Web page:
Russia plays down hopes for breakthrough at Minsk talks as tensions rise with plans to send second aid convoy into Ukraine.
By Agence France-Presse in Donetsk. Rebels parade captured soldiers in Donetsk while Kiev marked Ukraine’s independence day. Photograph: Xinhua /Landov/Barcroft Media.
Ukraine’s government has said its forces have clashed with an armoured column that crossed the border from Russia as Moscow ramped up tensions ahead of crunch talks by pledging to send in a new ‘aid’ convoy.
The Ukrainian president, Petro Poroshenko, and the Russian leader, Vladimir Putin, are under pressure to defuse the crisis when they meet for the first time in months alongside top EU officials in Minsk on Tuesday.
A Ukrainian military spokesman told AFP border guards were battling “several dozen” armoured vehicles that crossed the border and headed in the direction of the government-held city of Mariupol.
The Russian foreign minister, Sergei Lavrov, dismissed the report as disinformation by Ukrainian and western media, telling a Moscow news conference: “I haven’t heard about it, but there has been more than enough disinformation about our invasion. No doubt some foreign newspaper will print that ‘news’ tomorrow.”
If confirmed, the incursion could represent a dangerous push into territory in the Donetsk region under Ukrainian control after a brutal offensive by Kiev had led to government forces pinning back insurgents.
A rebel chief on Sunday announced a counter-offensive to the south of the main rebel stronghold of Donetsk and claimed to have deployed fresh tanks and artillery.
AFP journalists witnessed heavy fighting to the south ofDonetsk with the sound of explosions ringing out and smoke rising from towns to the south.
While fighting raged on the ground, Moscow ratcheted up the pressure further by saying it would send another aid convoy into eastern Ukraine.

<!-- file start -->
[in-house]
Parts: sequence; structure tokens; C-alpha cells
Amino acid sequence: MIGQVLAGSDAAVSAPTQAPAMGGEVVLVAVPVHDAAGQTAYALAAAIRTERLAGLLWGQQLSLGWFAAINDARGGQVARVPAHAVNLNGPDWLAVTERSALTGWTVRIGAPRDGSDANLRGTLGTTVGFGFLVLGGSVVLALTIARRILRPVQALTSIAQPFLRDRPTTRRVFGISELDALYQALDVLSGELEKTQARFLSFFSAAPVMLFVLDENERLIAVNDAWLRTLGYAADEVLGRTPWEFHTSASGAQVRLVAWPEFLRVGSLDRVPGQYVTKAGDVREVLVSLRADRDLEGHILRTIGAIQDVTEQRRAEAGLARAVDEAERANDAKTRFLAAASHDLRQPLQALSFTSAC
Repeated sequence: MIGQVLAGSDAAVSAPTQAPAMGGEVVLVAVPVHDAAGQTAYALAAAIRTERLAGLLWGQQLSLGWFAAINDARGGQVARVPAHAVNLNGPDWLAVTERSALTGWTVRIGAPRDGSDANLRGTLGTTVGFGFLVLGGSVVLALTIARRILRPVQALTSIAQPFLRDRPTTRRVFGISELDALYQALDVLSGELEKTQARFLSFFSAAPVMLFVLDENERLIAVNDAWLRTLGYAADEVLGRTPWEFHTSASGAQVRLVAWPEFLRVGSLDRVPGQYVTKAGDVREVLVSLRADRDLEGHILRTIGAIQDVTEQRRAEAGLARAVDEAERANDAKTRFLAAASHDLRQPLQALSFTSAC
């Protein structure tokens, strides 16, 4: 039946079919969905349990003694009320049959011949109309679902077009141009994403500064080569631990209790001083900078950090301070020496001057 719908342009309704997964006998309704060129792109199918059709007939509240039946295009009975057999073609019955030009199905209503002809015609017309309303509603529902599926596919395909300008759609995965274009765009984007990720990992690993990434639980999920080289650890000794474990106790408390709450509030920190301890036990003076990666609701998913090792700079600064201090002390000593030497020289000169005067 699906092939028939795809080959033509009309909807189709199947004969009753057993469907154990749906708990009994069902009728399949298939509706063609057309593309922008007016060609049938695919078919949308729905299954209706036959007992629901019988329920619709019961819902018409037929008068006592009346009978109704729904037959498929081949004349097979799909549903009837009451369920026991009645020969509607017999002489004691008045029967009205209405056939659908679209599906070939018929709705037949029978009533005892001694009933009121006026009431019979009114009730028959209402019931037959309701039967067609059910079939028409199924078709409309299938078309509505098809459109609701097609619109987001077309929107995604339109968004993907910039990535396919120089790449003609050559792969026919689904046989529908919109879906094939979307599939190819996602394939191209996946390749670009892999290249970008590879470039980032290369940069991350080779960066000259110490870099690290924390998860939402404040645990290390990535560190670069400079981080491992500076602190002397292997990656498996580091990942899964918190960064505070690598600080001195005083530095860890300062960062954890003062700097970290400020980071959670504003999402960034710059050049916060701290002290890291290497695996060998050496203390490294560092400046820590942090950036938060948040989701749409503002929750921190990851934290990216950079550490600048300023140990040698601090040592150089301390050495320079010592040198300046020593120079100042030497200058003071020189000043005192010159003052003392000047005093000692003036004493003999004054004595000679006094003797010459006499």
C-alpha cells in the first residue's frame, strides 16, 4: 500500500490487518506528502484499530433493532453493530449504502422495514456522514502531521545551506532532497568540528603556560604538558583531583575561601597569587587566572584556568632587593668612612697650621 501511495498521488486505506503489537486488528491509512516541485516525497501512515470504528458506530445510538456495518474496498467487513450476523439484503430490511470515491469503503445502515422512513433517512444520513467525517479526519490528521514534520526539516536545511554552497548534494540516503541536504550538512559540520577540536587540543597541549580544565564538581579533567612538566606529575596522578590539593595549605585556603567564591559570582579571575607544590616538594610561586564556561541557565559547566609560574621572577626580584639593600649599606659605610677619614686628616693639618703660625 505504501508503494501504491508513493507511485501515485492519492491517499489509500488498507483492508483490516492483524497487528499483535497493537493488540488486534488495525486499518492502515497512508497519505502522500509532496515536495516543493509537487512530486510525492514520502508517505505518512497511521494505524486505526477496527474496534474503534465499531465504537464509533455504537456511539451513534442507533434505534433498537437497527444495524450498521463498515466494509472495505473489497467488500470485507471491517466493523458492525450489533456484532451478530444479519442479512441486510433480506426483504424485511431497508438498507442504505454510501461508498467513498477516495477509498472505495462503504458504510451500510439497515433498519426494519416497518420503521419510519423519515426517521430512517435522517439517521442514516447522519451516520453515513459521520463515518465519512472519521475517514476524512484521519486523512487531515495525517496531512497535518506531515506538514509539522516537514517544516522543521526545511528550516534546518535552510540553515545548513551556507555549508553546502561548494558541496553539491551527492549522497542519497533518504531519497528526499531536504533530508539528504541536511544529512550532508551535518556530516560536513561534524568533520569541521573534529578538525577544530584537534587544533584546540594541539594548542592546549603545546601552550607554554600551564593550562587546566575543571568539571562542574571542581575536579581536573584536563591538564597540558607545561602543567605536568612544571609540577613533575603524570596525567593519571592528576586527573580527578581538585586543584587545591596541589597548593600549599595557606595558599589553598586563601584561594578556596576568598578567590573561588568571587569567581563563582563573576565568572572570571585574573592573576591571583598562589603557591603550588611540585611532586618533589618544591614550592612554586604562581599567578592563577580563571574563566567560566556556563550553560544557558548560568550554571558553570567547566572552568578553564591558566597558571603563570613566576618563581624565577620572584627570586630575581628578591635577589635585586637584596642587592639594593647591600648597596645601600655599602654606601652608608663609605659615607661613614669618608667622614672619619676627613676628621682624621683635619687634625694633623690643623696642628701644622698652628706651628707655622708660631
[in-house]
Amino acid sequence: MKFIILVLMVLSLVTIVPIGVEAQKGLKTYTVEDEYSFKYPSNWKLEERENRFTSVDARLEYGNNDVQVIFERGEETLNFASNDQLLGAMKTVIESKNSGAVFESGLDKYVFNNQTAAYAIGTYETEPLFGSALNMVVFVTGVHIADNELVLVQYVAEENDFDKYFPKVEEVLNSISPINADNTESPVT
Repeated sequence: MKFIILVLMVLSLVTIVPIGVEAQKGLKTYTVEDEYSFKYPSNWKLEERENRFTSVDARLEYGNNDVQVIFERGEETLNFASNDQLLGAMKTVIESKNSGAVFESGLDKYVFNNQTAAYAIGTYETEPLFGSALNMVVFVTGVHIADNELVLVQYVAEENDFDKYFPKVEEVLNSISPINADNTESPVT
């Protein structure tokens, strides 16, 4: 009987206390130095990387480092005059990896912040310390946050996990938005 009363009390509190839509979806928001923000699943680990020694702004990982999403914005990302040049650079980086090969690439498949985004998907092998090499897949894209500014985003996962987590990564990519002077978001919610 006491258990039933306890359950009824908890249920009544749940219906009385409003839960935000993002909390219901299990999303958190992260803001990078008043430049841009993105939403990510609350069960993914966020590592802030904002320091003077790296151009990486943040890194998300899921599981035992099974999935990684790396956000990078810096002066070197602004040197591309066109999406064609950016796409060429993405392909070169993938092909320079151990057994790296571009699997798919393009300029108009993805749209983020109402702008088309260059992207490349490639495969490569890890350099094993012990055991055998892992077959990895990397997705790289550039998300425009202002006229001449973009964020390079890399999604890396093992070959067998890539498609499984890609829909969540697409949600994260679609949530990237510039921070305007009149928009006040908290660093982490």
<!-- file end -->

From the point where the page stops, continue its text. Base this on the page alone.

Russia last week sent more than 200 lorries filled with what it said was aid to the rebel stronghold of Lugansk in a move characterised by Kiev as a “direct invasion”.
Lavrov announced that Russia wanted to send a new convoy this week and had appealed to Kiev to help facilitate the delivery after the first batch of lorries returned on Saturday.
Kiev and the west fear that the aid initiative could be a gambit to bolster the ailing insurgency or be used by Moscow as a pretext to invade, but Russia insists it just wants to help the stricken region.
More than 400,000 people have fled the fighting since April and residents in some rebel-held cities have been without water or power for weeks.
The upcoming meeting between Poroshenko and Putin has been seen as a rare opportunity to de-escalate tensions more than four months of fighting that has cost more than 2,200 lives.
Poroshenko has pledged to “talk peace” with the Russian president but insists the withdrawal of pro-Kremlin forces is the only way to end the conflict in eastern Ukraine.
Kiev has accused Russia of increasing arms supplies to the rebels as government troops cut deeper into their territory while Moscow has demanded Ukrainian forces cease their offensive.
Lavrov played down hopes for a major breakthrough in Minsk by saying only that the talks would “facilitate the exchange of opinions about the situation concerning efforts to start the political process to settle the political crisis”.
International pressure is high on both sides to compromise as the crisis has sent east-west tensions soaring to their highest point since the end of the cold war.
The German chancellor, Angela Merkel, called for a bilateral ceasefire and tighter border controls during a visit to Kiev at the weekend while stressing support for Ukraine’s territorial integrity.
She said later in an interview she wanted to find a way out of the crisis “that doesn’t harm Russia” with the EU and US already having slapped the harshest economic sanctions on Moscow since the collapse of communism.
Passions rose further on Sunday after rebels paraded dozens of captured soldiers in front of an angry crowd in the centre of Donetsk in an event timed to undermine a military parade taking place in Kiev to mark Ukraine’s independence day.
Kiev’s defence minister, Valeriy Geletey, criticised the rebels for failing to respect “the laws of war and humanity”.
“This is a challenge not just to Ukrainian society but to the world.”
Lavrov stirred controversy further by saying that he “didn’t see anything close to what could be considered as humiliating” in images of the parade.
Speaking to a crowd of thousands at the independence day celebrations in Kiev on Sunday, Poroshenko decried Russian “aggression” and said he was “convinced that the battle for Ukraine, for independence, will be our success”.